A Movie A Day #72: Delusion (1991, directed by Carl Colpaert)


George O’Brien (Jim Metzler) is a former executive at a San Diego computer company who is driving across Nevada.  He is heading to Reno, where he plans to set up a company with the embezzled millions that he has hidden in his trunk.  When he spots former Vegas showgirl Patti (Jennifer Rubin) standing on the side of the road, he stops to pick her up.  She explains that her car broke down and she needs a lift.  George is happy to give her a ride.  The only problem is that Patti is traveling with her boyfriend, Chevy (Kyle Secor).  At first, Chevy just seems to be a goofy guy who talks too much.  However, Chevy is actually a hitman, traveling to Vegas to kill a gangster (Jerry Orbach).  After the hit, Chevy abandons George in the desert and steals his car.  Determined to get his money, George pursues Chevy and Patty across the desert.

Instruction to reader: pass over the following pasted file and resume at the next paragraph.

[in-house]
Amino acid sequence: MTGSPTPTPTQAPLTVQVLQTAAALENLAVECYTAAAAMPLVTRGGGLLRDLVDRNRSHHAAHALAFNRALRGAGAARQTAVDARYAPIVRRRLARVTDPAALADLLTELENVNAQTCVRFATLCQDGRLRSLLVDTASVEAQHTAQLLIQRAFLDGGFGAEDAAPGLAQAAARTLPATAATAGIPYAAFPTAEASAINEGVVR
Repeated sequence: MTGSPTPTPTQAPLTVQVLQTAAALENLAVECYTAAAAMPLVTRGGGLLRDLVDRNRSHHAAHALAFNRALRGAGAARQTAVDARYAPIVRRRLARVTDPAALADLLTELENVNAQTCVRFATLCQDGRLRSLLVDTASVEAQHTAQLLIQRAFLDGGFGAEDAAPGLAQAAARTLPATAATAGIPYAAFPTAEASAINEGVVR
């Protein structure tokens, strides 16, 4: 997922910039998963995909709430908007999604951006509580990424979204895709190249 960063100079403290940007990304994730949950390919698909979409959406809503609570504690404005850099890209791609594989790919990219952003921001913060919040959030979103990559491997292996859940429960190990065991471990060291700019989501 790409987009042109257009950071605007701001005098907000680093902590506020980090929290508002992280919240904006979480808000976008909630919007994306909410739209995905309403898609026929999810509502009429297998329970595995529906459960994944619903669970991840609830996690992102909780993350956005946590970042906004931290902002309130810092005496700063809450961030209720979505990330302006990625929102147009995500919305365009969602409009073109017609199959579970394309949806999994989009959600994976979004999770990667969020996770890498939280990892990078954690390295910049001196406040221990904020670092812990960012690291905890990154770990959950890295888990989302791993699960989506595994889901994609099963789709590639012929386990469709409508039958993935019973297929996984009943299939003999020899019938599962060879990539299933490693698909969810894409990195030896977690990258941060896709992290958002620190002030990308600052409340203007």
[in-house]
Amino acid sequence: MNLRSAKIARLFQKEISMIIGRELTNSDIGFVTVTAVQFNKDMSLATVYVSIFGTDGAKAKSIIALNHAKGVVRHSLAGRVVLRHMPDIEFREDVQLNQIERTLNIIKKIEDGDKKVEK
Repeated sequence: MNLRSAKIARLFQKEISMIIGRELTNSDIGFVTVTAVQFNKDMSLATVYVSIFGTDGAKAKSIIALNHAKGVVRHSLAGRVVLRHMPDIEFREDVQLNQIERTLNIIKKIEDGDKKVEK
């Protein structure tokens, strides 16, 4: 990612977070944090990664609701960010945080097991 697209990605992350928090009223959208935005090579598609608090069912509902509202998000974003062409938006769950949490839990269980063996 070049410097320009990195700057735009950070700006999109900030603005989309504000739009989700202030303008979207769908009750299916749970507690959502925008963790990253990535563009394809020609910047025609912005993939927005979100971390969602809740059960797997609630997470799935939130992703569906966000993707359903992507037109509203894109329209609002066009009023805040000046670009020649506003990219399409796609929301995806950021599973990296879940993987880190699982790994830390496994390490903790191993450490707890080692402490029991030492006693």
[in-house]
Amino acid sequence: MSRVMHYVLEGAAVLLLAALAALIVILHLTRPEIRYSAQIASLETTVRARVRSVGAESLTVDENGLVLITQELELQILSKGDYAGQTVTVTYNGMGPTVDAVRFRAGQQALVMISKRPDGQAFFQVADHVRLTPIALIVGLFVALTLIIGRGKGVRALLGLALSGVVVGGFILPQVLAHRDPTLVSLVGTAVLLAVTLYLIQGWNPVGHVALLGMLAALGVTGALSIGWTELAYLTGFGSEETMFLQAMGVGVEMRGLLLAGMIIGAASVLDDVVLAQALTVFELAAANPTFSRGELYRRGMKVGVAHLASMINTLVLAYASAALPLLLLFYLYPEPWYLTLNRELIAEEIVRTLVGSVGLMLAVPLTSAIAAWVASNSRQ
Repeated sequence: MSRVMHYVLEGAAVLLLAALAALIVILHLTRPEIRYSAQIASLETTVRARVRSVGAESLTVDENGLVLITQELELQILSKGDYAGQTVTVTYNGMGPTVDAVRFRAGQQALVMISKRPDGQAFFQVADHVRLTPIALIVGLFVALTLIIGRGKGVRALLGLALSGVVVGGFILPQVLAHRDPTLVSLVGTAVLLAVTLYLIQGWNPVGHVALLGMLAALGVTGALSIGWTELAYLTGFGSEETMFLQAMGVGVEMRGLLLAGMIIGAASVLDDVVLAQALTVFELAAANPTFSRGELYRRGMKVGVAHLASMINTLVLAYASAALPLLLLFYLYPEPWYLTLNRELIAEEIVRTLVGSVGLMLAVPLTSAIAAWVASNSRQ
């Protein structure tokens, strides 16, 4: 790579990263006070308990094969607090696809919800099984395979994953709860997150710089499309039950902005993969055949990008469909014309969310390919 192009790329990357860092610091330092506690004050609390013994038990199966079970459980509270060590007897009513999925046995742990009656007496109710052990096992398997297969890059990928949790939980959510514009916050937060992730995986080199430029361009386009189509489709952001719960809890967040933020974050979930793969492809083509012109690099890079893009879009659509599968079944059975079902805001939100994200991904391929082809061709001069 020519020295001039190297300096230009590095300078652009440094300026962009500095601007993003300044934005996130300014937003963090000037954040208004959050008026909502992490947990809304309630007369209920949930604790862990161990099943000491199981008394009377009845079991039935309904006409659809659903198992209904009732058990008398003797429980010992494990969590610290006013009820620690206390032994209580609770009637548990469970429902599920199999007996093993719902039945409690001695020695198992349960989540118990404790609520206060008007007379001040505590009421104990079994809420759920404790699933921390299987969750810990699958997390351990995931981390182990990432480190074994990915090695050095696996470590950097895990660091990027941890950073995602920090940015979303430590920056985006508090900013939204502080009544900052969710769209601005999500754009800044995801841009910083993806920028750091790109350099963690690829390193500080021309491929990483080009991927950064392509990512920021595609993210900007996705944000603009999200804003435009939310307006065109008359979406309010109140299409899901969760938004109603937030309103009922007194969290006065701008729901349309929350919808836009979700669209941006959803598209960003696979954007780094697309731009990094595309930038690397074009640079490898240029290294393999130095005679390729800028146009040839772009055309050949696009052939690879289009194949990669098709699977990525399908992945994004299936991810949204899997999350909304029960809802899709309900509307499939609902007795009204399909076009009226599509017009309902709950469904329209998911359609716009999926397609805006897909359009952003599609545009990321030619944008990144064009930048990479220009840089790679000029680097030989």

Starting like a caper film and ending like a spaghetti western, Delusion was one of the best (and most overlooked) of the many low-budget neo-noirs that came out during the first half of the 1990s.  While the underrated Metzler and Secor both give good performances, Delusion is stolen by Jennifer Rubin, who is sexy, funny, and unpredictable as Patti.  The scene where she performs These Boots Are For Walking is one of the best of the 90s.  Whatever happened to her?

And why hasn’t this excellent retro thriller been given a proper release on DVD or Blu-ray?  If any movie is deserves to be rediscovered via a special edition, it’s Delusion.

Advertisements

One response to “A Movie A Day #72: Delusion (1991, directed by Carl Colpaert)

  1. Pingback: A Movie A Day #73: Bitter Harvest (1993, directed by Duane Clark) | Through the Shattered Lens

Leave a Reply

Fill in your details below or click an icon to log in:

WordPress.com Logo

You are commenting using your WordPress.com account. Log Out / Change )

Twitter picture

You are commenting using your Twitter account. Log Out / Change )

Facebook photo

You are commenting using your Facebook account. Log Out / Change )

Google+ photo

You are commenting using your Google+ account. Log Out / Change )

Connecting to %s